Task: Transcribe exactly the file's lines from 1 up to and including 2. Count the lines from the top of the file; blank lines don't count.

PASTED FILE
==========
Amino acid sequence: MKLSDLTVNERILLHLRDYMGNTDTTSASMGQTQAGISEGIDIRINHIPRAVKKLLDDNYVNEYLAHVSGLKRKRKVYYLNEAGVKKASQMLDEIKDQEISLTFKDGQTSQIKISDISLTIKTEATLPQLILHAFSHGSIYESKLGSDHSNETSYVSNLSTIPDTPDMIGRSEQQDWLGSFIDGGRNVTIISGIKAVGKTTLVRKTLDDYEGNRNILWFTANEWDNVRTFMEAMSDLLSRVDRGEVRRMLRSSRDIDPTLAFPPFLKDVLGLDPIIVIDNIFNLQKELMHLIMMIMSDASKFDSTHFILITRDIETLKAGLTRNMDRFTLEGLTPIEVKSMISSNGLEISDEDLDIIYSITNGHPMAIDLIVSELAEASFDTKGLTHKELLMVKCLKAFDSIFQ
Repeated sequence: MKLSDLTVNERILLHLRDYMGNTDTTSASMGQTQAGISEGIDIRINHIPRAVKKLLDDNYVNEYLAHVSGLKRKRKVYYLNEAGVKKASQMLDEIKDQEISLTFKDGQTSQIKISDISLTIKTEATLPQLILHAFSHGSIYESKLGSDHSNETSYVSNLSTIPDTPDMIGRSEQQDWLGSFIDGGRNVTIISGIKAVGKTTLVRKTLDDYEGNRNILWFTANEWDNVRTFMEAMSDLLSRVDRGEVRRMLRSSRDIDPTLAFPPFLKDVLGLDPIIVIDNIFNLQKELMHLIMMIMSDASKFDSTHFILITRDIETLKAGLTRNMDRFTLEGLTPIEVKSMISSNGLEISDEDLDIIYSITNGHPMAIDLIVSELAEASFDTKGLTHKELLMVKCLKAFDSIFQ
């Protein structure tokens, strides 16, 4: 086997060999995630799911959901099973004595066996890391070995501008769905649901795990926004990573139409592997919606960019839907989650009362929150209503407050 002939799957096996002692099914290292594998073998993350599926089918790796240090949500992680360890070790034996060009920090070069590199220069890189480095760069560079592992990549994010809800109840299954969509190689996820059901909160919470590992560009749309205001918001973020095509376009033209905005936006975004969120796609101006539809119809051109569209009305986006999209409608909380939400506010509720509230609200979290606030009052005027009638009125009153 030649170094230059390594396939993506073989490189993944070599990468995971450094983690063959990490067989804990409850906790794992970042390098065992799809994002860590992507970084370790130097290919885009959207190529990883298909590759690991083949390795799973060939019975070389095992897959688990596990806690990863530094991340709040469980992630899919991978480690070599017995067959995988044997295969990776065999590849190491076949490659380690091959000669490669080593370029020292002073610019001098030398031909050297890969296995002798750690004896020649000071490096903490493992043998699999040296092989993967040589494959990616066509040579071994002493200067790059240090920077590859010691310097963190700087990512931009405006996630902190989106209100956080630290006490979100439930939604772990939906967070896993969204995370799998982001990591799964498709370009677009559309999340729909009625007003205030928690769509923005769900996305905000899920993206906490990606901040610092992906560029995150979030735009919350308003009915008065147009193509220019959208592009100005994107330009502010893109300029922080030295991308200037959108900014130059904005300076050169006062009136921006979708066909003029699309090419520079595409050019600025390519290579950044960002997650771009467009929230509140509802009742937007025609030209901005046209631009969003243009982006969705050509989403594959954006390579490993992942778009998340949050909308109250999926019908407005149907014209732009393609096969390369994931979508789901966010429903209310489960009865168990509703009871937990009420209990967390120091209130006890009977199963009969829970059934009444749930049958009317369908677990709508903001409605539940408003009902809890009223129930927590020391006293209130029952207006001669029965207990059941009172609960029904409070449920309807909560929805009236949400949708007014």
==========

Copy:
Amino acid sequence: MKLSDLTVNERILLHLRDYMGNTDTTSASMGQTQAGISEGIDIRINHIPRAVKKLLDDNYVNEYLAHVSGLKRKRKVYYLNEAGVKKASQMLDEIKDQEISLTFKDGQTSQIKISDISLTIKTEATLPQLILHAFSHGSIYESKLGSDHSNETSYVSNLSTIPDTPDMIGRSEQQDWLGSFIDGGRNVTIISGIKAVGKTTLVRKTLDDYEGNRNILWFTANEWDNVRTFMEAMSDLLSRVDRGEVRRMLRSSRDIDPTLAFPPFLKDVLGLDPIIVIDNIFNLQKELMHLIMMIMSDASKFDSTHFILITRDIETLKAGLTRNMDRFTLEGLTPIEVKSMISSNGLEISDEDLDIIYSITNGHPMAIDLIVSELAEASFDTKGLTHKELLMVKCLKAFDSIFQ
Repeated sequence: MKLSDLTVNERILLHLRDYMGNTDTTSASMGQTQAGISEGIDIRINHIPRAVKKLLDDNYVNEYLAHVSGLKRKRKVYYLNEAGVKKASQMLDEIKDQEISLTFKDGQTSQIKISDISLTIKTEATLPQLILHAFSHGSIYESKLGSDHSNETSYVSNLSTIPDTPDMIGRSEQQDWLGSFIDGGRNVTIISGIKAVGKTTLVRKTLDDYEGNRNILWFTANEWDNVRTFMEAMSDLLSRVDRGEVRRMLRSSRDIDPTLAFPPFLKDVLGLDPIIVIDNIFNLQKELMHLIMMIMSDASKFDSTHFILITRDIETLKAGLTRNMDRFTLEGLTPIEVKSMISSNGLEISDEDLDIIYSITNGHPMAIDLIVSELAEASFDTKGLTHKELLMVKCLKAFDSIFQ